Journal of Neurosurgery
Min A. Yoon, Eunhee Kim, Bae-Ju Kwon, Jeong Eun Kim, Hyun-Seung Kang, Jae Hyo Park, Chul-Ho Sohn, Ji-Hoon Kim and Dong Hoon Lee
Reinforcement of aneurysms with additional wrapping is an alternative procedure if the aneurysm cannot be completely clipped. Wrapping with muslin (cotton gauze) rarely incites foreign body inflammatory reactions. In this study, the authors describe the clinical and radiological features of muslinomas or muslin-induced foreign body reactions that can develop after treatment of intracranial aneurysms.
Over a 3-year period, 5 patients with muslinomas underwent treatment at the authors' institution. All patients underwent aneursym clipping and wrapping, and were subsequently readmitted with acute or subacute neurological symptoms. Clinical and imaging features on diffusion weighted MR images and cerebral angiography images were retrospectively reviewed. The patients' clinical course and follow-up imaging studies were also evaluated.
In all 5 cases, muslinomas were seen as rim-enhancing inflammatory masses around the clipped aneurysms with perilesional edema visible on MR images at the time of clinical deterioration. The MR images also demonstrated adhesive arachnoiditis with a sterile intracranial abscess in 3 patients, optic neuropathy in 2, parent artery narrowing in 2, and a resultant acute ischemic infarction in 1 patient. Follow-up imaging revealed resolution of both the perilesional edema and adhesive arachnoiditis but no significant changes in the muslinomas. All patients underwent conservative management and fully recovered, but during the follow-up period, 2 patients experienced clinical and radiological relapses.
When a patient with a history of wrapping of an aneurysm presents with acute neurological symptoms and an enhancing intracranial mass in the region of the surgical site on MR imaging, a muslin-induced foreign body inflammatory reaction should be considered in the differential diagnosis, and careful clinical and radiological follow-up is advised.
Eun Ju Lee, Hyun Joo Lee, Min Kyung Hyun, Ji Eun Choi, Jong Hee Kim, Na Rae Lee, Jin Seub Hwang and Jin-Won Kwon
The authors investigated the rupture rate among patients with untreated unruptured intracranial aneurysms (UIAs) in South Korea during 2006–2009.
A longitudinal study using national representative health-claim data, including all hospital records for every Korean citizen, was used. Patients with a UIA who were 18–80 years old in 2006 were identified using the I67.1 ICD-10 code. To select eligible patients, a historical period of 1 year prior to the first diagnosis of a UIA in 2006 was utilized. Patients with a previous UIA diagnosis, subarachnoid hemorrhage (SAH), or treatments, such as clipping or coiling, during the historical period were excluded from analysis. Patients with head trauma or a brain tumor during the historical period were also excluded. Eligible patients were followed up for at least 3 years from the index date. Rupture was defined as SAH events with at least 14 days of hospitalization, using the I60 ICD-10 code and excluding the I60.8 code, or death within 14 days of hospitalization.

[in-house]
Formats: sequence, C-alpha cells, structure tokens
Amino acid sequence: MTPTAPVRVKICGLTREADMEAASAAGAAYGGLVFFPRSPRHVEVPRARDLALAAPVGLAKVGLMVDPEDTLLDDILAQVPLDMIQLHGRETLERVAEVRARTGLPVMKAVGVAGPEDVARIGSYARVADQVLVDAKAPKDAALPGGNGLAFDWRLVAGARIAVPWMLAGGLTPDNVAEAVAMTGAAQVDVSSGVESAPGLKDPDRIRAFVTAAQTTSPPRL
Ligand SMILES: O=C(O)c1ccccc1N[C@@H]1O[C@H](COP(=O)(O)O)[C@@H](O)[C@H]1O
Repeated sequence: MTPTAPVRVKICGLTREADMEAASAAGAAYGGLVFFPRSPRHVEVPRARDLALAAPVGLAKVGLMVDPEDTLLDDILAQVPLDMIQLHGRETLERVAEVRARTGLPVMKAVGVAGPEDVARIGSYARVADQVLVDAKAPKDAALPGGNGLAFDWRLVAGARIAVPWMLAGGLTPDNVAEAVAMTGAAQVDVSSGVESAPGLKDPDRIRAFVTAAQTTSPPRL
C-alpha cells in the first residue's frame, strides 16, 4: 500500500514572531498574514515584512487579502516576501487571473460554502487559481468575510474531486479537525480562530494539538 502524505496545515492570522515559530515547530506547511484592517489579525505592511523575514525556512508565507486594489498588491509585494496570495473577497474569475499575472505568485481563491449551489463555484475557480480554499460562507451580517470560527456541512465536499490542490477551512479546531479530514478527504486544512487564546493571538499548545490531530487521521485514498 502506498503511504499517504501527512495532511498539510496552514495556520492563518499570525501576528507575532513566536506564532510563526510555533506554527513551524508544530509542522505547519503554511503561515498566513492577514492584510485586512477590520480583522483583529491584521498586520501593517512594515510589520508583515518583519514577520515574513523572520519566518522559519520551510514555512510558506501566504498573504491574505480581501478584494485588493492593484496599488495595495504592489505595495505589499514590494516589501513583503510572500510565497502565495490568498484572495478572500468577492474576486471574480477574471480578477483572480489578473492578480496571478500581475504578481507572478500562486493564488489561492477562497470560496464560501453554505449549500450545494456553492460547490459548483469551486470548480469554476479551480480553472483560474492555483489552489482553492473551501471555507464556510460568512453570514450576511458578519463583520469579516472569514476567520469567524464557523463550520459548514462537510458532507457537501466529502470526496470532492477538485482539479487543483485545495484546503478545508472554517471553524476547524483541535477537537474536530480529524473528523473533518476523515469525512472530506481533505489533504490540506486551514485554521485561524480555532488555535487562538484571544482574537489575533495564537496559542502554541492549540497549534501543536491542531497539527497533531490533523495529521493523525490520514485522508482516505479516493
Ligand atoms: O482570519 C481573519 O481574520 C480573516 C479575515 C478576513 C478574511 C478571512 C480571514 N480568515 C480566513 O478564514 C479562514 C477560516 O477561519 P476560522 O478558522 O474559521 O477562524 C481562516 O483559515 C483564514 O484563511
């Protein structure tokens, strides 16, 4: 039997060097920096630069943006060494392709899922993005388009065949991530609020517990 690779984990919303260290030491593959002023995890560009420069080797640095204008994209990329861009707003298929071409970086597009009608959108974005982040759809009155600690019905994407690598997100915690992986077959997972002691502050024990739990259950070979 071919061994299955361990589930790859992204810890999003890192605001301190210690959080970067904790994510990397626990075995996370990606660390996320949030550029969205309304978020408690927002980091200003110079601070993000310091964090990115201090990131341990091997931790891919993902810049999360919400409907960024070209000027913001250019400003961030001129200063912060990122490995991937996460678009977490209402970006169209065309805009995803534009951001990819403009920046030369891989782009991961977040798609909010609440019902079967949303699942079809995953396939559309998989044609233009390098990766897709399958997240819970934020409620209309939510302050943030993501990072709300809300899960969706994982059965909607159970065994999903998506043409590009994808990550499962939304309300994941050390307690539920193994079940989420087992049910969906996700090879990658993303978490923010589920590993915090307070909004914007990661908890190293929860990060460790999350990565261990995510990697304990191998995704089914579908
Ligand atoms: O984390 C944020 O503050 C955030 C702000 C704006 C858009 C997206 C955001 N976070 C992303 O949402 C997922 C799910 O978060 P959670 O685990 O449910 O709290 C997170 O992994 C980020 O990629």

Seven thousand four hundred four patients with UIAs were identified, including 1441 treated patients (20%) and 5963 untreated patients (80%), with a median follow-up of 3.3 years. Rupture events occurred in 163 (0.9 cases/100 person-years) of the 5963 untreated patients. The rupture rate was highest in the 1st year after UIA diagnosis. An older age was a risk factor for rupture among patients with UIAs.
The overview of the incidence of rupture indicates the need for a preventive strategy and future studies to prevent rupture in Asian patients with UIAs.
Hyunwook Kwon, Dae Hyuk Moon, Youngjin Han, Jong-Young Lee, Sun U Kwon, Dong-Wha Kang, Suk Jung Choo, Tae-Won Kwon, Min-Ju Kim and Yong-Pil Cho
Controversy persists regarding the optimal management of subclinical coronary artery disease (CAD) prior to carotid endarterectomy (CEA) and the impact of CAD on clinical outcomes after CEA. This study aimed to evaluate the short-term surgical risks and long-term outcomes of patients with subclinical CAD who underwent CEA.
The authors performed a retrospective study of data from a prospective CEA registry. They analyzed a total of 702 cases involving patients without a history of CAD who received preoperative cardiac risk assessment by radionuclide myocardial perfusion imaging (MPI) and underwent CEA over a 10-year period. The management strategy (the necessity, sequence, and treatment modality of coronary revascularization and optimal perioperative medical treatment) was determined according to the presence, severity, and extent of CAD as determined by preoperative MPI and additional coronary computed tomography angiography and/or coronary angiography. Perioperative cardiac damage was defined on the basis of postoperative elevation of the blood level of cardiac troponin I (0.05–0.5 ng/ml) in the absence of myocardial ischemia. The primary endpoint was the composite of any stroke, myocardial infarction, or death during the perioperative period and all-cause mortality within 4 years of CEA. The associations between clinical outcomes after CEA and subclinical CAD were analyzed.
Concomitant subclinical CAD was observed in 81 patients (11.5%). These patients did have a higher incidence of perioperative cardiac damage (13.6% vs 0.5%, p < 0.01), but they had similar primary endpoint incidences during the perioperative period (2.5% vs.1.8%, p = 0.65) and similar estimated 4-year primary endpoint rates (13.6% vs 12.4%, p = 0.76) as the patients without subclinical CAD. Kaplan-Meier survival analysis showed that the 2 groups had similar rates of overall survival (p = 0.75).
Patients with subclinical CAD can undergo CEA with acceptable short- and long-term outcomes provided they receive selective coronary revascularization and optimal perioperative medical treatment.